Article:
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Barbatula barbatula  (Linnaeus, 1758)

Stone loach
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Native range
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Barbatula barbatula   AquaMaps   Data sources: GBIF OBIS
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Image of Barbatula barbatula (Stone loach)
Barbatula barbatula
Picture by Schöffmann, J.

Classification / Names Common names | Synonyms | Catalog of Fishes (gen., sp.) | ITIS | CoL | WoRMS | Cloffa

Actinopterygii (ray-finned fishes) > Cypriniformes (Carps) > Nemacheilidae ()
Etymology: Barbatula: Diminutive of Latin barba,-ae = beard (Ref. 45335).

Environment / Climate / Range Ecology

Freshwater; demersal; pH range: 7.0 - 7.7; dH range: 10 - 15; potamodromous (Ref. 51243).   Temperate; ? - 18°C (Ref. 13371), preferred ?; 67°N - 39°N, 6°W - 59°E

Distribution Countries | FAO areas | Ecosystems | Occurrences | Point map | Introductions | Faunafri

Eurasia: Europe north of Caucasus, Pyrénées and Alps, from Loire and Rhone drainages eastward; British Isles ( except northern Scotland), southern Sweden and Finland (northward to about 66°N); northeastern Italy; Danube and Vardar drainages (Ref. 59043); Asia to China (Ref. 6111).

Size / Weight / Age

Maturity: Lm ?  range ? - ? cm
Max length : 21.0 cm TL male/unsexed; (Ref. 1441); common length : 12.0 cm SL male/unsexed; (Ref. 5504); max. published weight: 200.00 g (Ref. 5504); max. reported age: 7 years (Ref. 6111)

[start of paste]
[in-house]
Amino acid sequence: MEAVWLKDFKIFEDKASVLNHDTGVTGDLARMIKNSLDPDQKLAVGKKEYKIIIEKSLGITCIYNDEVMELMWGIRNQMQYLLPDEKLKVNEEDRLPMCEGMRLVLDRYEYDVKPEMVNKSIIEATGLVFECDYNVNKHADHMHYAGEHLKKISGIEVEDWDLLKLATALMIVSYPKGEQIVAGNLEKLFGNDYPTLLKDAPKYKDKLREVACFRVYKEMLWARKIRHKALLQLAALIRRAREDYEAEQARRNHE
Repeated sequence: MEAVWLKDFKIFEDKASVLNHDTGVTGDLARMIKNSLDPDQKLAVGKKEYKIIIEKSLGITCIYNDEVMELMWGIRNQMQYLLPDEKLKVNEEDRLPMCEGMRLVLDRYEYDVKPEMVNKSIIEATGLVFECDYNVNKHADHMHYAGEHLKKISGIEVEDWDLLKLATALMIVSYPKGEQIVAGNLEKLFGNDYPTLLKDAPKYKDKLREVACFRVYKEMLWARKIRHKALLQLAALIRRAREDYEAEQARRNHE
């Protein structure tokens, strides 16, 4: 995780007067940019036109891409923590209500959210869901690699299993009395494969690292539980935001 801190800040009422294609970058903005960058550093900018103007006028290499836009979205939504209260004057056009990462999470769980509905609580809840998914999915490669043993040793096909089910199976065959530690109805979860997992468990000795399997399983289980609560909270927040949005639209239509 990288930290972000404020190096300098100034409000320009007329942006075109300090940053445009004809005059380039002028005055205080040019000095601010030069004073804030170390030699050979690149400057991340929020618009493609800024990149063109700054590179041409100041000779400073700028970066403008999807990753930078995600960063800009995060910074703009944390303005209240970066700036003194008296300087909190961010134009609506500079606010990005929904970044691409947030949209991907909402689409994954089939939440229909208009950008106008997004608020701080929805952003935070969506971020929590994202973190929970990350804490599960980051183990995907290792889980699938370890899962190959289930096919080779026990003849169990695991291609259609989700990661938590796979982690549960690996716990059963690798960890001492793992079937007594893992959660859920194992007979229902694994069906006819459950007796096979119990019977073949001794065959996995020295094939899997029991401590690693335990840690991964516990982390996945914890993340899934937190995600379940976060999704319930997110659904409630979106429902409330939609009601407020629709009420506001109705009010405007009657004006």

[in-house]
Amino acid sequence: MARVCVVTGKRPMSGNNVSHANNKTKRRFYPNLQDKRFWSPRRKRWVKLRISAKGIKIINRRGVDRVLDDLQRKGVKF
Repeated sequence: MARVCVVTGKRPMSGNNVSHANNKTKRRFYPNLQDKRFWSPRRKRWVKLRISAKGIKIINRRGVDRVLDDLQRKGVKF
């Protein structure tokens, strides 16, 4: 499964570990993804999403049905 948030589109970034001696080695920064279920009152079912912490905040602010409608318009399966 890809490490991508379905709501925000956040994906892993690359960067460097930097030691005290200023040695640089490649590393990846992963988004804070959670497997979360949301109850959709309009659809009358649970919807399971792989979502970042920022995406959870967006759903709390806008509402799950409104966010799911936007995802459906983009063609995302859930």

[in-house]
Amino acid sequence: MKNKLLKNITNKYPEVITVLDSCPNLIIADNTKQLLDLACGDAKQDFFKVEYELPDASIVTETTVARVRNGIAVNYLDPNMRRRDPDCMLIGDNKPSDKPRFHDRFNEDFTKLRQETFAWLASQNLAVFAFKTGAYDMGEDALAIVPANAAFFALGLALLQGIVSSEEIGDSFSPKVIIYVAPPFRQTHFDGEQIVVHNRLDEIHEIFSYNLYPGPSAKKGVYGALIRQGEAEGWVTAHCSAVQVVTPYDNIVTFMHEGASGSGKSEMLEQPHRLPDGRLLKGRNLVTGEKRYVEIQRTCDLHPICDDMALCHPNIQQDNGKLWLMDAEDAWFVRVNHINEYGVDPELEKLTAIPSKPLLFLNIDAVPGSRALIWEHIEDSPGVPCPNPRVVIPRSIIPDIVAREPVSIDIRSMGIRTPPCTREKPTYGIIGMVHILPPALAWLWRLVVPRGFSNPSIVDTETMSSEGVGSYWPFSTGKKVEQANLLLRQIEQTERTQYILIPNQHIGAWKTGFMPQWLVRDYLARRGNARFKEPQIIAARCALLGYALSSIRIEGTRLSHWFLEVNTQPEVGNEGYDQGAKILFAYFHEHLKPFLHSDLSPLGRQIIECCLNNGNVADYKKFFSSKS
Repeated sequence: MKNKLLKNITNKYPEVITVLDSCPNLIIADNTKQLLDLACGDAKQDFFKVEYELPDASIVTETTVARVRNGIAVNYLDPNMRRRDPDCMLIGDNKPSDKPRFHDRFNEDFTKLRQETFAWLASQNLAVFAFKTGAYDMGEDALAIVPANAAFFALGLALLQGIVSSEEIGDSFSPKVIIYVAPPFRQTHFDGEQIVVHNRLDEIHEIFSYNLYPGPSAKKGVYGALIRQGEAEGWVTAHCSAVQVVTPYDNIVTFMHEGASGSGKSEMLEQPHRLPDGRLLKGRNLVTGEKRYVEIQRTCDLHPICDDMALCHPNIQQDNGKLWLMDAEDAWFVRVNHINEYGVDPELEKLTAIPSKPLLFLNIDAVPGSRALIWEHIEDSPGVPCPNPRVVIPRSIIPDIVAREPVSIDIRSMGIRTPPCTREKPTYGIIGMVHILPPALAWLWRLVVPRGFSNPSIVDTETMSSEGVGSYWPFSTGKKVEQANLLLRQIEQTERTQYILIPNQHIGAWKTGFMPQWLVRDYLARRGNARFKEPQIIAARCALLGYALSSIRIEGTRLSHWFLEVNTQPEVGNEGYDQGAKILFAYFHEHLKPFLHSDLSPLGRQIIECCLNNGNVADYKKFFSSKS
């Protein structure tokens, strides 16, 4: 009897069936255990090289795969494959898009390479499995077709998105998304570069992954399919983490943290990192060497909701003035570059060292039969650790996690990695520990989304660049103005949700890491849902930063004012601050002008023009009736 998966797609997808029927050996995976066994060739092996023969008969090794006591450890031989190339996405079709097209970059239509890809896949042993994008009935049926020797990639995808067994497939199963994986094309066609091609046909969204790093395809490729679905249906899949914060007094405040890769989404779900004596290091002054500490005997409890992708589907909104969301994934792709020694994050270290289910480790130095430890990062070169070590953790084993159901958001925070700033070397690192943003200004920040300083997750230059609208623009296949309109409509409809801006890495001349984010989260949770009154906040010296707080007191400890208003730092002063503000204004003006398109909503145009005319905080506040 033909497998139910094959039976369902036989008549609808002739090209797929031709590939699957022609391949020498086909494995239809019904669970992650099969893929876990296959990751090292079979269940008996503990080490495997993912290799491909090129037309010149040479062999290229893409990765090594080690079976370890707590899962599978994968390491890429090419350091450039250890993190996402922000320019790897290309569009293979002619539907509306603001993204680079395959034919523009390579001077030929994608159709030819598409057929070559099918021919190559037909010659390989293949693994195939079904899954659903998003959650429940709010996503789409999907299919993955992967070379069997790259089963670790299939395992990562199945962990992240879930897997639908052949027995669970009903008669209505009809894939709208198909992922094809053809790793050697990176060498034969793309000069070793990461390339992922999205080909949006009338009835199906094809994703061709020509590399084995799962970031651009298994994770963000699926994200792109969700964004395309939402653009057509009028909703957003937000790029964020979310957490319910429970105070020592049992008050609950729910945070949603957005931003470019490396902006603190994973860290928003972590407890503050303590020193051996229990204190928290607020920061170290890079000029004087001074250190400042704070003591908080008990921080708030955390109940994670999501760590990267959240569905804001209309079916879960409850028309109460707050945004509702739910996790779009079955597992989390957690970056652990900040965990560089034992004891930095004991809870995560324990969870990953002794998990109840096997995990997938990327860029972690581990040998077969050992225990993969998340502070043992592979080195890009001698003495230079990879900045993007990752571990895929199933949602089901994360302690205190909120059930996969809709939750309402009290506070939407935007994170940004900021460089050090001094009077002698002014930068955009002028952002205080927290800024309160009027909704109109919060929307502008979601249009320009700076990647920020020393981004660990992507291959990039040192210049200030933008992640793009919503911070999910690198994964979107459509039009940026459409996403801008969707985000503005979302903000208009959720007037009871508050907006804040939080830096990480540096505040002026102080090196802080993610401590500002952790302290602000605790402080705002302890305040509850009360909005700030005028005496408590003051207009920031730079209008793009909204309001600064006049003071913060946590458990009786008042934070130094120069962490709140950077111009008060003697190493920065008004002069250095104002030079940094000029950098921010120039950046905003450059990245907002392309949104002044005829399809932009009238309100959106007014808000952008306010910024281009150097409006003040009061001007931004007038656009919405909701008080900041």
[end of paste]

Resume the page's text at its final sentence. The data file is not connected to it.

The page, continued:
Short description Morphology | Morphometrics

Dorsal spines (total): 3; Dorsal soft rays (total): 6-8; Anal spines: 3; Anal soft rays: 5 - 6. Distinguished from its congeners in Europe by the following combination of characters: caudal fin usually slightly emarginate (truncate in a few populations); pelvic origin beneath dorsal origin or under branched dorsal rays 1-2; caudal peduncle depth 1.4-2.2 (usually 1.6-2.0) times in its length, 1.2-1.8 times in body depth; often lacking dark blotches along back between nape and dorsal (Ref. 59043). Body elongated, anteriorly somewhat depressed, posteriorly laterally compressed. Three pairs of mouth barbels. No erectile spine below eye. Posterior margin of caudal fin slightly notched. Caudal fin with 15-17 rays (Ref. 2196).

Biology     Glossary (e.g. epibenthic)

Usually found in flowing stretches of streams and medium-sized rivers with gravel to stone bottom, but also in a variety of other habitats, including sandy canals and lake shores. Larvae are benthic. Larvae and small juveniles prefer sand bottom and slow current, shifting to gravel bottom and fast current when growing. Adults prey on relatively large benthic invertebrates such as gammarids, chironomids, insect larvae. They breed on gravel, sand or among aquatic vegetation. Tolerate moderate organic pollution and stream canalization and very sensitive to pollution by heavy metals (Ref. 59043). Sensitive to pollution and low oxygen levels, therefore, its presence in a river can be taken as an indication of good water quality (Ref. 6111).

Life cycle and mating behavior Maturity | Reproduction | Spawning | Eggs | Fecundity | Larvae

Spawns once a year for several years in low productivity streams, but exhibits multiple spawning within a season in high productivity environments (Ref. 40290, 40756). Releases eggs in open open water, often close to surface. Eggs drift and adhere to different substrates and are often covered by sand or detritus. Individual females may spawn daily for a short period (Ref. 59043).

Main reference Upload your references | References | Coordinator | Collaborators

Kottelat, M. and J. Freyhof, 2007. Handbook of European freshwater fishes. Publications Kottelat, Cornol and Freyhof, Berlin. 646 pp. (Ref. 59043)

IUCN Red List Status (Ref. 115185)

CITES (Ref. 94142)

Not Evaluated

Threat to humans


Human uses

Fisheries: minor commercial; aquarium: public aquariums; bait: occasionally
FAO(Publication : search) | FisheriesWiki | Sea Around Us

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